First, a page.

The Economic Intelligence Unit coined the term Civets (Columbia; Indonesia; Vietnam; Egypt; Turkey and South Africa) in 2009 to refer to a second division of developing markets which will grow three times as fast as mature markets this year. The EIU predicts growth rates of .9 per cent for Civets countries over the next 20 years compared with 1.8 per cent for the G7 countries.  Although it was only established in 2007, the S&P CIVETS 60 index is ahead of the S&P BRIC 40 and S&P Emerging BMI over one and three years.

There's life beyond BRICs ...

CIVETS countries all have large, young populations, with an average age of 27. This, or so the theory goes, they will benefit from fast-rising domestic consumption. CIVETS are also all fast-growing, relatively diverse economies, which means, unlike the BRICs, they should be less heavily dependent on external demand. This is a sketch and more details will follow in other blog posts on each CIVETS economy and, another group centred on Jim O’Neill of Goldman Sachs concept of the Second 11; the next eleven economies after the BRICs.  Meanwhile, here are some quick notes…

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On Monday near Church Street, Mumbai I met one of my supply chain heroes. He is a member of a team that has been invited to Prince Charles wedding; lauded by Bill Clinton; followed by Sir Richard Branson and accorded the Six Sigma Award for their superlative delivery performance. One of the protagonists in Salman Rushdie’s novel Satanic verses, Gibreel Farishta, was born to a Dabbawallah and, TL would add another tribute describing them as a master class in a simply modal approach. So, there I was talking to Shaurya who had just finished delivering tiffin boxes to teachers in an International School. He was keen to try his English – he is doing a course at the moment “because many address can’t read without it.” We turned the corner and there they were maybe fifty Dabawallas interchanging tiffin boxes with their symbols and colour codes designed to be read by men who had little schooling.

Five fingers of one hand pack the supply chain punch

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So, what do you think of the Commonwealth Games in Delhi? It depends where you are in the world – better said, the Commonwealth. In the UK the press coverage was all about the bio-degradable running tracks and the poor standards of accommodation. Here in India talk has moved swiftly to the medals table though leaders in the major papers have focussed the ineffective and often corrupt management of this signature Event. In particular, management has been slated for failing to deal with the queues for tickets leaving stadia empty as the sporting events kicked off. And yet, just like an Indian Wedding, it was alright on the night and, who could fail to be impressed by the spectacle of the opening ceremony. Let’s move away from the media spotlight and explore the real losers in all of this – the Kirana stores and street hawkers of Delhi.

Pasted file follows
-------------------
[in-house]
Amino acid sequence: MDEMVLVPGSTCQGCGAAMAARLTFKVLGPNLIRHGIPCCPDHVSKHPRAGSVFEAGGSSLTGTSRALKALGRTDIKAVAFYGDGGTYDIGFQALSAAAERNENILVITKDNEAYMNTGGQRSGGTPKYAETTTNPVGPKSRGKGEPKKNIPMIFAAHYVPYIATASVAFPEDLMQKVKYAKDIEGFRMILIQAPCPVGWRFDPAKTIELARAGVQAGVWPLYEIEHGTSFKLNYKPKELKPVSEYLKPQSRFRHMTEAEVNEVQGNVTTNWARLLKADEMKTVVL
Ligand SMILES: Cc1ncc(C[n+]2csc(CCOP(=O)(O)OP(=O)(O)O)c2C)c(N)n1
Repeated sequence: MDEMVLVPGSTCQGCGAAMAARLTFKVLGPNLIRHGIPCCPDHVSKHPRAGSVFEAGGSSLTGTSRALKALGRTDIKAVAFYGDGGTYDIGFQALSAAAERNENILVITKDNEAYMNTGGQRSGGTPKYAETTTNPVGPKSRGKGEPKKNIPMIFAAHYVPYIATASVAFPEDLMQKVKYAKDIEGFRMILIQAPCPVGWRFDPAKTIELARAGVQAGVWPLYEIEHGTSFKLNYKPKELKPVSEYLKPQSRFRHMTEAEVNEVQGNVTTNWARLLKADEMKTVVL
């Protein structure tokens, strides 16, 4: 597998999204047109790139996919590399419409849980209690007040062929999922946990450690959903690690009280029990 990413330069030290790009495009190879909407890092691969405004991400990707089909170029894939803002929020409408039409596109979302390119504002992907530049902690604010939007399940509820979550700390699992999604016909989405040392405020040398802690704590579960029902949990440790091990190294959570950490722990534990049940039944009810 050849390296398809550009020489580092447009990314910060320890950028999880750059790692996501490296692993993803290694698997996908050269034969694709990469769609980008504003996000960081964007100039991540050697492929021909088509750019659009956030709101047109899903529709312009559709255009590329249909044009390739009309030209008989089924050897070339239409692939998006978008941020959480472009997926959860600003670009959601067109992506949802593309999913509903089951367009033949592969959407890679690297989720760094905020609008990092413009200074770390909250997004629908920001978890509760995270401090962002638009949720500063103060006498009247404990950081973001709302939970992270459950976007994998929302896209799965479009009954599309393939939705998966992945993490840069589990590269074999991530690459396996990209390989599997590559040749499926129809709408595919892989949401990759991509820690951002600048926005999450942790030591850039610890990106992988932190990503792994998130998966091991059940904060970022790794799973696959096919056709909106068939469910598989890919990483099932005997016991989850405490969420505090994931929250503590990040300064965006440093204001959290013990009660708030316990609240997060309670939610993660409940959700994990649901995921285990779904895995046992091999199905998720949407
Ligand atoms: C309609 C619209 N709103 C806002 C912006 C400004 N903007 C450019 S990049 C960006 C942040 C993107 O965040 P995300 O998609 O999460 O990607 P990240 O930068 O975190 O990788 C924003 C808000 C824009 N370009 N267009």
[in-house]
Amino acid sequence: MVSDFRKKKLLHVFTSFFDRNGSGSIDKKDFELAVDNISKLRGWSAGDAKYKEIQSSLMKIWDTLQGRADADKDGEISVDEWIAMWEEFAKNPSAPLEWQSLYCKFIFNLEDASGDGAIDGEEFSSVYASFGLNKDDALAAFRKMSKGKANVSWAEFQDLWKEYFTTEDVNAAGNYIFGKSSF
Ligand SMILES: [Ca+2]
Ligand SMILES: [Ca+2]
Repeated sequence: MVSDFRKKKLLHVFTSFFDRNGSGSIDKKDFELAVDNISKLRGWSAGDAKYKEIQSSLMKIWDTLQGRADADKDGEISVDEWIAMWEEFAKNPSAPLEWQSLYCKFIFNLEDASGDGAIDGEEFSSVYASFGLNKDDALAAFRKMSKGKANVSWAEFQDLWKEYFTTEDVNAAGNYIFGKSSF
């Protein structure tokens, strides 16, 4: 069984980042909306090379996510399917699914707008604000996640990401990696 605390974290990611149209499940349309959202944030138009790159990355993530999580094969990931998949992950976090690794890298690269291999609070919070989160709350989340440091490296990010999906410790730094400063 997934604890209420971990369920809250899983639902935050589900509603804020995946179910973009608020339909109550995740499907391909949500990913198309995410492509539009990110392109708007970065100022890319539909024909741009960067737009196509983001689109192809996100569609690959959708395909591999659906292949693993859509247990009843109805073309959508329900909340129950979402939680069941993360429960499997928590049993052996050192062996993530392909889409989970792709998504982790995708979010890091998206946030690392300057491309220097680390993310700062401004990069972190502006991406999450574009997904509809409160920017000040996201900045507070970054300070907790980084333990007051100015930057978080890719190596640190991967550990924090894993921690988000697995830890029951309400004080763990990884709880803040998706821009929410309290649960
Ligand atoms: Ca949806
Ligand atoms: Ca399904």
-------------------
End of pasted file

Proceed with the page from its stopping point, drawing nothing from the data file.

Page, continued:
You can't buy what you can't see

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The worst floods in Pakistan’s history have affected at least 14 million people. Some 1,500 people have been killed to date; 1.4 million acres of crop land has been flooded; 10,000 cows killed; roads and power supply networks have been shattered and, food will be needed for 1.8 million people for the next three months at least. There is a serious threat from water-born diseases and cholera in particular. Pakistan is facing weeks, months and years of need. Sadly, major disasters like this and others such as in Niger occur frequently in the developing world where vulnerability is high, resources are limited and, all too often build back does not mean build back better. In other words, infrastructure and buildings are re-built piecemeal, cheaply and, not always to a standard resilient enough to the next calamity.  To improve response to such disasters, Humanitarian agencies are developing tools to assess vulnerability and prepare regions at risk with the resources and know how to respond more effectively and efficiently to hurricanes, monsoons, droughts and volcanoes.

In Humanitarian Logistics terms each disaster has three core phases: preparation and readiness; response and, rehabilitation. Here, we look at how vulnerability is assessed and the impact this has on response. Then, we explore what happens after the weather or the rubble clears and, highlight the potential for Transformational Logistics to be a catalyst throughout the rehabilitation phase to deliver livelihoods, self-sufficiency and, sustainable growth.

What happens next?